Your phone rings while you’re on a shoot. Do you answer? Someone re-posts an image of yours on Instagram without permission. Do you tell them to take it down?
An interior designer wants to use an image for a magazine advertorial piece, and wants to know if you can just help her out this once, even though the contract expressly forbids that usage type. What do you do? Your client just sends your pictures on over to some subcontractors without consulting you (or telling the subs to pay you). How do you respond? Someone asks for a discount under the pretense of “lots of future work” coming your way if you say yes. And around and around we go.
These requests are seemingly endless and a source of frustration for every working photographer in an evolving industry that changes every year. Part of the reason I am writing the post is almost as a self-vent slash rant, because it is incredibly challenging to set boundaries and consistently stick to them. For some reason you may almost feel like you are the bad guy for sticking up for yourself – never mind the fact that you’re actually the one being taken advantage of. I know that sometimes I feel like I’m being gaslighted just for sticking up for myself! My aim with this article is to share some of the boundaries I have set, which may help you set boundaries for your own business that will make your life less stressful and your business more profitable.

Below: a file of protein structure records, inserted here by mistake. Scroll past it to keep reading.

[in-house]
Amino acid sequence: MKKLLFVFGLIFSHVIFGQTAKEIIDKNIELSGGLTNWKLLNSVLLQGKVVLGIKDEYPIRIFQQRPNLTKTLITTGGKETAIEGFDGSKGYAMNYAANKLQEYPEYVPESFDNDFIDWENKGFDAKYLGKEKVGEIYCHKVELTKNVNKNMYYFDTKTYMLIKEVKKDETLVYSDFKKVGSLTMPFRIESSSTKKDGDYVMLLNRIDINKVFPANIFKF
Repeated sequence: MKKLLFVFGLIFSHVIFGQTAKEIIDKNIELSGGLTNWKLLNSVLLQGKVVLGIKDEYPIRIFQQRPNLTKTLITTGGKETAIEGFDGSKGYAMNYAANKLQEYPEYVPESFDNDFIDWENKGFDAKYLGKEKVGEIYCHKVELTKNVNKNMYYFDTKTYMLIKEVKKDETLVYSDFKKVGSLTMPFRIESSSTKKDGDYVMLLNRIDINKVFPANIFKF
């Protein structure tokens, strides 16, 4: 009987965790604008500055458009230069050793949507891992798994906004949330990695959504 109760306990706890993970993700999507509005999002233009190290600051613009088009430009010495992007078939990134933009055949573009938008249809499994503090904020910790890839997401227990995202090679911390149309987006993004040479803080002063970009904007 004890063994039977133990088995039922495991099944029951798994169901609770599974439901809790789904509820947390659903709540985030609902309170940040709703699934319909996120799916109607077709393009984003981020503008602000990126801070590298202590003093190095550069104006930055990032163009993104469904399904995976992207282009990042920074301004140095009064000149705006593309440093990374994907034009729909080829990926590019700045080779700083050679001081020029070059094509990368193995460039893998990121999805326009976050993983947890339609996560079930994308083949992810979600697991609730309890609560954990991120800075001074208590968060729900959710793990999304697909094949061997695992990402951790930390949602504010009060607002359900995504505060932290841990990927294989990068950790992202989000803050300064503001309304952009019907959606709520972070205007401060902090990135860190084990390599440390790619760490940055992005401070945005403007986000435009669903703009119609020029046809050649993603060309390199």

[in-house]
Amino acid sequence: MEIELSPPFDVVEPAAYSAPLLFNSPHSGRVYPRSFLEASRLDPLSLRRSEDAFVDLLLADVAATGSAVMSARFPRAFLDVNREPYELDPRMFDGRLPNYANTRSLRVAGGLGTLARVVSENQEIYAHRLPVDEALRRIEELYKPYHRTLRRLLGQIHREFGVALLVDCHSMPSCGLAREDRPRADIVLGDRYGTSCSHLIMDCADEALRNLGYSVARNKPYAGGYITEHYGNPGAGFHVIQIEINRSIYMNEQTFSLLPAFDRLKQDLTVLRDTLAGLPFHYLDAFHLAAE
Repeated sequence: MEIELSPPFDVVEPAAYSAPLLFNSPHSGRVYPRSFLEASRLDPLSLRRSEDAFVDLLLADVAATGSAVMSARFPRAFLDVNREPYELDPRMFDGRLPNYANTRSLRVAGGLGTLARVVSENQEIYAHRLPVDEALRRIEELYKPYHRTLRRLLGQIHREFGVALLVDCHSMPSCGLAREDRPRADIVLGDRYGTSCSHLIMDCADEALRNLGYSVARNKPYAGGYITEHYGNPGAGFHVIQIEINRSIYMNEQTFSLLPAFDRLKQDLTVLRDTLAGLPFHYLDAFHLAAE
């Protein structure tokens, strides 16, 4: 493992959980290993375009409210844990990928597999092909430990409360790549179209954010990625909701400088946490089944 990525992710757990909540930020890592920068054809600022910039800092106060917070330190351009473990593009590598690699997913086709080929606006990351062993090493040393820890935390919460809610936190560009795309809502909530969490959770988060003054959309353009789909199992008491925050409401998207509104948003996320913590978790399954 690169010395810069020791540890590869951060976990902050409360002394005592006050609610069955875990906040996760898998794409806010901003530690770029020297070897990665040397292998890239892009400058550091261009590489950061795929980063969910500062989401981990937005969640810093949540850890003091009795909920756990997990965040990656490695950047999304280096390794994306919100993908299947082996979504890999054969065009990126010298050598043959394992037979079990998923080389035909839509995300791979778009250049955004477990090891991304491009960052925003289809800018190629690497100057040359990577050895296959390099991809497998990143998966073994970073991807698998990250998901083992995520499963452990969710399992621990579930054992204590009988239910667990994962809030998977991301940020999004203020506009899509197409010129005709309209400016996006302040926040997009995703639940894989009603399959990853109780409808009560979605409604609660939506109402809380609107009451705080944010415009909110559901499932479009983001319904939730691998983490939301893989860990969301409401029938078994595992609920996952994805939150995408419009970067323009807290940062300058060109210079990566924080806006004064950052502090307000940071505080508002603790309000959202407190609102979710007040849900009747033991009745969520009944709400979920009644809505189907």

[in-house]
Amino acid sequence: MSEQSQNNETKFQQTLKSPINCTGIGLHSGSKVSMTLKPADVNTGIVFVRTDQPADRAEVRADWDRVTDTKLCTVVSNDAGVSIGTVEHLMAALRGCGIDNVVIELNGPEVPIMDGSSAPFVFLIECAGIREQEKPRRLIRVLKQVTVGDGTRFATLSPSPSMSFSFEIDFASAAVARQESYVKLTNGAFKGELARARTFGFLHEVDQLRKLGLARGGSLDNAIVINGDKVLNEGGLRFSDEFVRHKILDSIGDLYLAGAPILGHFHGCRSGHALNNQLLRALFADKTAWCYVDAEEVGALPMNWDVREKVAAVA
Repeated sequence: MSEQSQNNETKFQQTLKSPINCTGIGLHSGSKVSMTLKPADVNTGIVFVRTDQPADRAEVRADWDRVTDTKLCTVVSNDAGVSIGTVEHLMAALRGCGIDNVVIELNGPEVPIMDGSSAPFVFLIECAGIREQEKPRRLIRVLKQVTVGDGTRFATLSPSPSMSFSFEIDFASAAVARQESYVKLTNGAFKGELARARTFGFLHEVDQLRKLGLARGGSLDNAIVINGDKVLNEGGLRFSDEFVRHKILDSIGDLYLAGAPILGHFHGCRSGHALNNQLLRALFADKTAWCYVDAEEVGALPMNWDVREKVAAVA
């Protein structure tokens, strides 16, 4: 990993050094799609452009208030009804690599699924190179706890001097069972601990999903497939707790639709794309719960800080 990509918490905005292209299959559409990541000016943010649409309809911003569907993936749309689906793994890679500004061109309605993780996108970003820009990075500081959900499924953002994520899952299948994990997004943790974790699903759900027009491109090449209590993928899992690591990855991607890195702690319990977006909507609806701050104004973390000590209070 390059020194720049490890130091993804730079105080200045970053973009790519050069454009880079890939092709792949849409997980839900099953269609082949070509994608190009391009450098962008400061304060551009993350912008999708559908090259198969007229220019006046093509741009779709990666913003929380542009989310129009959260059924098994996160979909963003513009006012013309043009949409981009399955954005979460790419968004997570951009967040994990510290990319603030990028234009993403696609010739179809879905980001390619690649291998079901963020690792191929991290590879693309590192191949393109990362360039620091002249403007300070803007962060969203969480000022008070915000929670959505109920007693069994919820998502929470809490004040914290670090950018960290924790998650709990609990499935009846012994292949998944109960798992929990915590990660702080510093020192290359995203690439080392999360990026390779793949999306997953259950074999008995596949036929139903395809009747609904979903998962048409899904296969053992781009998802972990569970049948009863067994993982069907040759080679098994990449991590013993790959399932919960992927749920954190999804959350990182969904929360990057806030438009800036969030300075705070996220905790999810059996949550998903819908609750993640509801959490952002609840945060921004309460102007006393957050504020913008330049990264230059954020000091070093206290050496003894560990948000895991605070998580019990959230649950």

Setting Boundaries With Prospective Clients
From first contact, I’m making sure to establish boundaries that must be respected if you want work with me.
- I send a clearly-defined rate sheet which outlines my prices, terms, and turnaround – no wiggle room for negotiation. The price is the price.